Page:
A: Who do you sympathise with more – Yejide or Akin? I’m asking, because in a sense, both are victims of society in their own ways.
AA: I’ll give you two answers to that. First of all, between Yejide and Akin, it would be Yejide. If I’m to pick in the book, I would say Akin’s brother. He is perhaps the most innocent person in all of this. His brother brings him in thinking that Yejide knows about it and then he is the one who gets blamed and gets estranged from both of them. I suppose sometimes it’s easy to blame a third party when you love someone so much. It’s difficult to look at them and say that ‘You are the problem. Or I am the problem.’ Instead, it’s easier to pin it on somebody, and in this case, it’s Akin’s brother they all pin it on. Between Akin and Yejide, it would definitely be Yejide, even though I also feel for Akin. That is why I wrote him the way I did, and that is why he has a voice in the book. It would be a very different book if he did not have a voice.
A: I couldn’t agree more. In most cases, stories like these tend to be very one-sided, but you had the grace to still give him [Akin] a voice. That is one of the many reasons why I love the book.
AA: Thank you [smiles]
A: One of my favourite parts of the novel is the love… Considering the fact that the novel ended in such an open way, is there a potential for a sequel to this novel, and if so, what would happen to Akin and Yejide’s relationship?
AA: Hmm…You know I usually throw this back and ask the person what they think. Because [pauses] I think I have a clear sense of what might be possible, and I think that Akin would definitely want to get back together, in a sense, he has been waiting for her, and I think he would for as long as he might have to. [Sighs] I think they will always be in each other’s lives, and what might happen, I don’t want to say [Laughs]. The thing is that, if I ever write a sequel, which is very VERY unlikely, I’m actually more interested in Rotimi’s story. At a point in this novel, Rotimi also had a voice, but then I took her out, because I wanted to concentrate on this relationship [between Yejide and Akin], and also because I felt like she needed a whole book. I’m not sure it’s a book that I will write, but if I ever come back to these characters, she is the one I’ll be interested in. So what do you think?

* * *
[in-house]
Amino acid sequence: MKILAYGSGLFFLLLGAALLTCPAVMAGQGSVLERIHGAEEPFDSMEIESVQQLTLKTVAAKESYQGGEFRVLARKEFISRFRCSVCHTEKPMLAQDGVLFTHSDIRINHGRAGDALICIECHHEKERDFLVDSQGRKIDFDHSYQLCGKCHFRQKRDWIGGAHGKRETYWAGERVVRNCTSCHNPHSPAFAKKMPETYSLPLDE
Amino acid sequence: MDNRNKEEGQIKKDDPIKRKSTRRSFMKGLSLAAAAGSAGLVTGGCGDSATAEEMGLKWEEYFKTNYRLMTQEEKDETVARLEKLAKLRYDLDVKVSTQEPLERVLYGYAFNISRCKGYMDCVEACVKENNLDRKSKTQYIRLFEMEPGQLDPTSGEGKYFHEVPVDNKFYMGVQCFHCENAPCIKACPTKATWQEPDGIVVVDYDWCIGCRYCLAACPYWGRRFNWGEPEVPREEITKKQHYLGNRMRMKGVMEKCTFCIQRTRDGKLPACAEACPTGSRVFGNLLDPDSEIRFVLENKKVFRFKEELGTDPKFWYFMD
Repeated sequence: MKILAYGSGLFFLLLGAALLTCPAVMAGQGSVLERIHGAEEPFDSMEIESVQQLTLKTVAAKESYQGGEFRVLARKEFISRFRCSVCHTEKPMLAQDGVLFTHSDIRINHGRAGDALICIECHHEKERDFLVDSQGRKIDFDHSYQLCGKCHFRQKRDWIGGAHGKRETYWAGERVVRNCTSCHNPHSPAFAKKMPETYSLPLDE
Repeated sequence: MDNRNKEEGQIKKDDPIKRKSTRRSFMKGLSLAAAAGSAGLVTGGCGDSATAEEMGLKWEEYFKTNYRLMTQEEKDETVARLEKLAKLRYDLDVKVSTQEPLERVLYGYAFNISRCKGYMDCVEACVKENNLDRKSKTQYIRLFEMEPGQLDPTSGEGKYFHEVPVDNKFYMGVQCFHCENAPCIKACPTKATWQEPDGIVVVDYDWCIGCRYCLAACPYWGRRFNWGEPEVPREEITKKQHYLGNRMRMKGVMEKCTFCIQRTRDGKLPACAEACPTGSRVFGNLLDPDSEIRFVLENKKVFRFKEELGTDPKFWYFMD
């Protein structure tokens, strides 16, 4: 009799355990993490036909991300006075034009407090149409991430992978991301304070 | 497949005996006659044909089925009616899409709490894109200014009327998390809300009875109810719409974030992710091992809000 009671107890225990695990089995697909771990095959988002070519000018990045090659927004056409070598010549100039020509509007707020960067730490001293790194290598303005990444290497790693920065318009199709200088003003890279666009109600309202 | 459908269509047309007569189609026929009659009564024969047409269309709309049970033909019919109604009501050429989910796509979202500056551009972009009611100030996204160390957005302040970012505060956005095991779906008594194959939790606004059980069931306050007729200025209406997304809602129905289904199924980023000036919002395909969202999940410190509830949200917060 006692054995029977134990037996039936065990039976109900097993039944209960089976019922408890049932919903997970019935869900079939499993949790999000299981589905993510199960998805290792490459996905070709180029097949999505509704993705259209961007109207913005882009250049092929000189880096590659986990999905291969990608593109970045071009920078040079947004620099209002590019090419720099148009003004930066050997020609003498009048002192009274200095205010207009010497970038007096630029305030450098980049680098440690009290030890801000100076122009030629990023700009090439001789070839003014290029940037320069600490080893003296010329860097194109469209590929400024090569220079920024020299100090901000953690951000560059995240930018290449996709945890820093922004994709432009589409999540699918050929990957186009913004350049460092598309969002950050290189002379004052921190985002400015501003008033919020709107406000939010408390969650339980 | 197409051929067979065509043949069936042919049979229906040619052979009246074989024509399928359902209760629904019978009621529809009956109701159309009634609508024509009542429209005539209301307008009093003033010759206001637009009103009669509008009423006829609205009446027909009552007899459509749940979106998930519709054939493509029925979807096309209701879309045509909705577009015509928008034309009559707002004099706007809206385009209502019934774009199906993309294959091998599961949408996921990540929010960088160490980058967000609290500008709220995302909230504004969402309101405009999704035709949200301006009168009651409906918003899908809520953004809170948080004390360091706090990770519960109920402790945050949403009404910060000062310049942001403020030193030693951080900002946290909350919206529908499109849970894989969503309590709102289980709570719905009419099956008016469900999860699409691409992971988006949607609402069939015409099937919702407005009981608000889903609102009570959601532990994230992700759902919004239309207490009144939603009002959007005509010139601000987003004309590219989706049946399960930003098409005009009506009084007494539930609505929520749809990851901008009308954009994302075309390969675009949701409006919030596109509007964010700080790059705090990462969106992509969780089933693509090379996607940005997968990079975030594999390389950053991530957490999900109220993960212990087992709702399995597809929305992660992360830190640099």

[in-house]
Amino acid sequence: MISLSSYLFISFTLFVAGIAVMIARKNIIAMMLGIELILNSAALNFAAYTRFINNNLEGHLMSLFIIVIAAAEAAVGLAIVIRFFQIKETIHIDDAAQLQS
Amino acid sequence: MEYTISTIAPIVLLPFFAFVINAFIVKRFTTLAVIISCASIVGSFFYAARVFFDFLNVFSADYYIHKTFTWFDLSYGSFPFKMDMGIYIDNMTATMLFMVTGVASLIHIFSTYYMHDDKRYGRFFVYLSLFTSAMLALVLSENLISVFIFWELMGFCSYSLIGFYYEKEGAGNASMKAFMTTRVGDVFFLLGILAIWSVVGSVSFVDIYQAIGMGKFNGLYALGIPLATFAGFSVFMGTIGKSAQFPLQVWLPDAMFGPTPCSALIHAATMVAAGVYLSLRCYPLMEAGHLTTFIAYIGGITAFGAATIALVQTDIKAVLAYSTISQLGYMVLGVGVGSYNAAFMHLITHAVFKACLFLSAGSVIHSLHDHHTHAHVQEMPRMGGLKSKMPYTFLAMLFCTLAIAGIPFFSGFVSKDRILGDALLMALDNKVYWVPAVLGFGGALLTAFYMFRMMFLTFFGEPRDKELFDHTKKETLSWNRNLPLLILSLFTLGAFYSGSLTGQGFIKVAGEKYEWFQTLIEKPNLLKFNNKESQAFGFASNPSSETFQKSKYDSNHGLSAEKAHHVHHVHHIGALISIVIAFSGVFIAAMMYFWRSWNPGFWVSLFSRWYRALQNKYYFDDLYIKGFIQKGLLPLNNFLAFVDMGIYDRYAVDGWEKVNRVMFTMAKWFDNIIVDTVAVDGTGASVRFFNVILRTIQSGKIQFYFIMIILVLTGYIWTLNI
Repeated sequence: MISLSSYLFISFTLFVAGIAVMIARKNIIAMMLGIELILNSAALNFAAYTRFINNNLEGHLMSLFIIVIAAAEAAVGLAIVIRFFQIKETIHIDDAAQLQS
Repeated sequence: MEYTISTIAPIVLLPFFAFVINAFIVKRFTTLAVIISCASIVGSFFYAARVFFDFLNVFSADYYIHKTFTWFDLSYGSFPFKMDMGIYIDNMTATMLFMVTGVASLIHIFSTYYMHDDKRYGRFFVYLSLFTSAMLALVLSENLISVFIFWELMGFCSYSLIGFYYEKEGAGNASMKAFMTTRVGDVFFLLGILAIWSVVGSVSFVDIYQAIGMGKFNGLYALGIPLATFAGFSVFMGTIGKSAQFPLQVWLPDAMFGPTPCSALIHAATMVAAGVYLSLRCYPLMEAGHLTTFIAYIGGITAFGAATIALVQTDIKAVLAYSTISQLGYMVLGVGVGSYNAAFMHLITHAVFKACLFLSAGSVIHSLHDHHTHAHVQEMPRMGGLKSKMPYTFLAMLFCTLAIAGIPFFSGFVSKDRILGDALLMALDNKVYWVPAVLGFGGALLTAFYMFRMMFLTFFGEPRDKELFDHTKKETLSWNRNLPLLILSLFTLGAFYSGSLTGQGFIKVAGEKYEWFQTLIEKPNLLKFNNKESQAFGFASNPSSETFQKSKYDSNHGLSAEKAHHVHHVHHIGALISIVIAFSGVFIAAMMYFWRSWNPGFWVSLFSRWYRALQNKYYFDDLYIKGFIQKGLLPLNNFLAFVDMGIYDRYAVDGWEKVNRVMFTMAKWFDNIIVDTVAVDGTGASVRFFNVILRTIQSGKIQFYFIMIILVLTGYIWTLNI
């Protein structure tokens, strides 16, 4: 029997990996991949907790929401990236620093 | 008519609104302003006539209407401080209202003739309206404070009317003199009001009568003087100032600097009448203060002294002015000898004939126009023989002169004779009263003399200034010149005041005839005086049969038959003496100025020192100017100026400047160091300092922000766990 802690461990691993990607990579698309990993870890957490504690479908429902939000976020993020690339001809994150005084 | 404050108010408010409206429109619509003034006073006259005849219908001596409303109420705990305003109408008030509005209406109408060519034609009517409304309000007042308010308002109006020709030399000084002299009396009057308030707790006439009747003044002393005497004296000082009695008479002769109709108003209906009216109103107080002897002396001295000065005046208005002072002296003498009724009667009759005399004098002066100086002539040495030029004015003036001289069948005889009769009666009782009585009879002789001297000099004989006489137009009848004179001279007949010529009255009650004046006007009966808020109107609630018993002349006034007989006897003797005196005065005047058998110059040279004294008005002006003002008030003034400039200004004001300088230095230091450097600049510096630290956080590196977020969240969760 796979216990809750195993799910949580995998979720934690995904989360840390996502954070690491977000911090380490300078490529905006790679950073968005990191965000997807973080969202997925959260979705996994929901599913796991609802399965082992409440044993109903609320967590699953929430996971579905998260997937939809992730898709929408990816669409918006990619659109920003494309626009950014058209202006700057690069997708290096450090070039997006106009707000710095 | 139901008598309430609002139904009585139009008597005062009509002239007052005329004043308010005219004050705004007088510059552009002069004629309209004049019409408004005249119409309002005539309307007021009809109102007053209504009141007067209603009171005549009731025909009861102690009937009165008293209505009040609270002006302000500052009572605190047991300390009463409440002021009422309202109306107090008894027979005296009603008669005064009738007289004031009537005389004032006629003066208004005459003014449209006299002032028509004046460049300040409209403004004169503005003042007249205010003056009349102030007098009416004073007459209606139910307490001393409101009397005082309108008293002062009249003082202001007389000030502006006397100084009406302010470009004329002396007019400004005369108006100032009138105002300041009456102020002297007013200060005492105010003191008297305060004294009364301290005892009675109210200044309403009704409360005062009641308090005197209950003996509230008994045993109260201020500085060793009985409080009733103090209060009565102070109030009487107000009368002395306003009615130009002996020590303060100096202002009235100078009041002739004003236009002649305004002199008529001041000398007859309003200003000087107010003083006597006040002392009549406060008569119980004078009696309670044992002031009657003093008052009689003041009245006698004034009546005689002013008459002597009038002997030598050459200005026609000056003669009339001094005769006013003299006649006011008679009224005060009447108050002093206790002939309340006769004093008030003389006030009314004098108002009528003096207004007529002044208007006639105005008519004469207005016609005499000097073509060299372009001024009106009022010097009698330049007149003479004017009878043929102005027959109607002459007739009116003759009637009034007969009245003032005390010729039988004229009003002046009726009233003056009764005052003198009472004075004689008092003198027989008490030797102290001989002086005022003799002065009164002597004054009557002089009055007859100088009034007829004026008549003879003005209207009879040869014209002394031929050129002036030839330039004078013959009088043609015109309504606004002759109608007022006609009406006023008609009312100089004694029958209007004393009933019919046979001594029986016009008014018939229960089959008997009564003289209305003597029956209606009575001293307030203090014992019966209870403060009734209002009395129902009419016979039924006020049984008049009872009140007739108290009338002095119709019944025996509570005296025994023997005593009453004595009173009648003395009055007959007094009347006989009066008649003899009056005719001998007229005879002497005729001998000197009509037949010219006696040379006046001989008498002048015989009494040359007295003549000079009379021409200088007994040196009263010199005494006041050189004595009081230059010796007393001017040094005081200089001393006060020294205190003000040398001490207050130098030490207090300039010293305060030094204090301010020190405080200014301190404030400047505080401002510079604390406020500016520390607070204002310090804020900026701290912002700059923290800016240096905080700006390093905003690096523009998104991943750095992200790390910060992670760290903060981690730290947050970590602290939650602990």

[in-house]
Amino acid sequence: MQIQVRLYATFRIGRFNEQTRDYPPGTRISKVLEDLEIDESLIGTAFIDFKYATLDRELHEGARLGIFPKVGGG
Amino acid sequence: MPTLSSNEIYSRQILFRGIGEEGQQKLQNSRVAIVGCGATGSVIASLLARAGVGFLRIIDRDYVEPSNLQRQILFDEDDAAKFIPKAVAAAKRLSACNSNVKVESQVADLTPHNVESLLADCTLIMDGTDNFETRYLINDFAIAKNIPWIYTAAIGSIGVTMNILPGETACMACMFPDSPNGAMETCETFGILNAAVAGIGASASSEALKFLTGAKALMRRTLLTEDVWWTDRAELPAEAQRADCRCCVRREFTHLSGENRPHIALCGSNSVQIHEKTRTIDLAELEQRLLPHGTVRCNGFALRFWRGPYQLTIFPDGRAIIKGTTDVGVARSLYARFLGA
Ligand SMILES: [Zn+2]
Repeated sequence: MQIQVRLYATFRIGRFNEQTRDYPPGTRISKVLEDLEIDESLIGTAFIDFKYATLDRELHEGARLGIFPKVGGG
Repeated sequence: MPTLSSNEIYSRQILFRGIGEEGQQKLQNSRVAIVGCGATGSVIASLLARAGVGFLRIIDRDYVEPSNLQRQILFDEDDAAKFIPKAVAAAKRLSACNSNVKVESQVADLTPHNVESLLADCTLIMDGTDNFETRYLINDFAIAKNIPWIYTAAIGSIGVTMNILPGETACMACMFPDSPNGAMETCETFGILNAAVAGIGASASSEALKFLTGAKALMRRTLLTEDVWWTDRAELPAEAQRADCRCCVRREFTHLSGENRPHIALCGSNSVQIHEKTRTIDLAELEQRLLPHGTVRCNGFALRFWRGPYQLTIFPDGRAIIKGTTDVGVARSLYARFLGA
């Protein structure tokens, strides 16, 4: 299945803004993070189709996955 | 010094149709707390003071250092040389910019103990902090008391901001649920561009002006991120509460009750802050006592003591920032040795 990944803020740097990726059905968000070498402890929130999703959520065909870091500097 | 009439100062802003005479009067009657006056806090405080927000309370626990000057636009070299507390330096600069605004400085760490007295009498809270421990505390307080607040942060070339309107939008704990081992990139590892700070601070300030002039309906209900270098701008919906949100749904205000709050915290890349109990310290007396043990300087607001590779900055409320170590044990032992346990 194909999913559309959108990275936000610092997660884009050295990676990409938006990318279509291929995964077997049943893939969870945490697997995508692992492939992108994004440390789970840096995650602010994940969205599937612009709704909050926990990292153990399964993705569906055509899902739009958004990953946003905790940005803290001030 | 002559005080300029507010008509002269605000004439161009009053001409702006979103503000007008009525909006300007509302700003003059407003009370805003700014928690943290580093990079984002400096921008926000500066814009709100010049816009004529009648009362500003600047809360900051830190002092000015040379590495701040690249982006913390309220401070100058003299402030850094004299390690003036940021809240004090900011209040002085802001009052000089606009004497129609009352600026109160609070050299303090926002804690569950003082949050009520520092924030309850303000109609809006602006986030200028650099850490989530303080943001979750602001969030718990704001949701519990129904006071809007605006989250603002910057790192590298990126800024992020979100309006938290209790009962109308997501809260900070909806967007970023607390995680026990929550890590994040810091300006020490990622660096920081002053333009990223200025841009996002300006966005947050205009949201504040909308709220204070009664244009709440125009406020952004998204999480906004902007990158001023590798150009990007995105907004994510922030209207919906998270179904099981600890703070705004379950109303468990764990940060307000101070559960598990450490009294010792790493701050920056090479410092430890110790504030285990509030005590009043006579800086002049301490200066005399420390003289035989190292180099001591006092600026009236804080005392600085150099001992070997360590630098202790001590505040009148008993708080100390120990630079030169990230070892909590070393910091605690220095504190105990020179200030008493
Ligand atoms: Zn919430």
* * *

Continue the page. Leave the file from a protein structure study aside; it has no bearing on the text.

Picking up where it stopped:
A: Well, I think they would come back together, because I love them so much. [Ayọ̀bámi chuckles and smiles] Essentially what happened is that their love fell apart once outsiders started having a stake in it. And I think that their story is a warning to other couples to keep their relationship private and out of reach for outsiders and society with all its norms and ideals. I think that there is potential for healing between them, but only if Akin steps up, as a man, and puts an end to the unwarranted intrusions of family, friends and society. Yejide would probably like to do that herself, but the patriarchal system of oppression won’t let her, so it will have to be Akin. If he steps up as a man and starts protecting what is his, I would think that there is a chance of reconciliation.
AA: Hmm, that’s an interesting perspective.
A: Yeah, maybe you can put that in the sequel if you decide to write one.
After that, I thanked her for her time and she signed my copy of the book, before we said our goodbyes.